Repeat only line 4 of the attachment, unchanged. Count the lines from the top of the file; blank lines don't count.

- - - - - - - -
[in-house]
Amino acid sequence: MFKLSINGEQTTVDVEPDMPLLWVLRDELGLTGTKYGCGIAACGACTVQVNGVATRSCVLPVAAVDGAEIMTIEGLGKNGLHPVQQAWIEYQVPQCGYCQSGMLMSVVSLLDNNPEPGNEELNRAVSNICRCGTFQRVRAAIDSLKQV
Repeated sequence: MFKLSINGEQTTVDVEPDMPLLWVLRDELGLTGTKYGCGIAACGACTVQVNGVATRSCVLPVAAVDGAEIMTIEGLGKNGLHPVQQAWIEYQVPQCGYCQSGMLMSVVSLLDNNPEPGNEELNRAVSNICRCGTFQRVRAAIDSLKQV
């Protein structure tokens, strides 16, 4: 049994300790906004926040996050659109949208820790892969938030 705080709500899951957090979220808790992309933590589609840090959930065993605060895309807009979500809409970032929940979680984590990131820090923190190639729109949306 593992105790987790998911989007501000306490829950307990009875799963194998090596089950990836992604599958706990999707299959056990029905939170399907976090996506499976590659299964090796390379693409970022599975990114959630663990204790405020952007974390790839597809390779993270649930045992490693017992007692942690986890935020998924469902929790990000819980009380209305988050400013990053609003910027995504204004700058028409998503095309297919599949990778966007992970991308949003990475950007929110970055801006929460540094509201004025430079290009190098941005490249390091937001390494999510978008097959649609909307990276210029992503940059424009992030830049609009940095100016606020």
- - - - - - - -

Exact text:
């Protein structure tokens, strides 16, 4: 049994300790906004926040996050659109949208820790892969938030 705080709500899951957090979220808790992309933590589609840090959930065993605060895309807009979500809409970032929940979680984590990131820090923190190639729109949306 593992105790987790998911989007501000306490829950307990009875799963194998090596089950990836992604599958706990999707299959056990029905939170399907976090996506499976590659299964090796390379693409970022599975990114959630663990204790405020952007974390790839597809390779993270649930045992490693017992007692942690986890935020998924469902929790990000819980009380209305988050400013990053609003910027995504204004700058028409998503095309297919599949990778966007992970991308949003990475950007929110970055801006929460540094509201004025430079290009190098941005490249390091937001390494999510978008097959649609909307990276210029992503940059424009992030830049609009940095100016606020």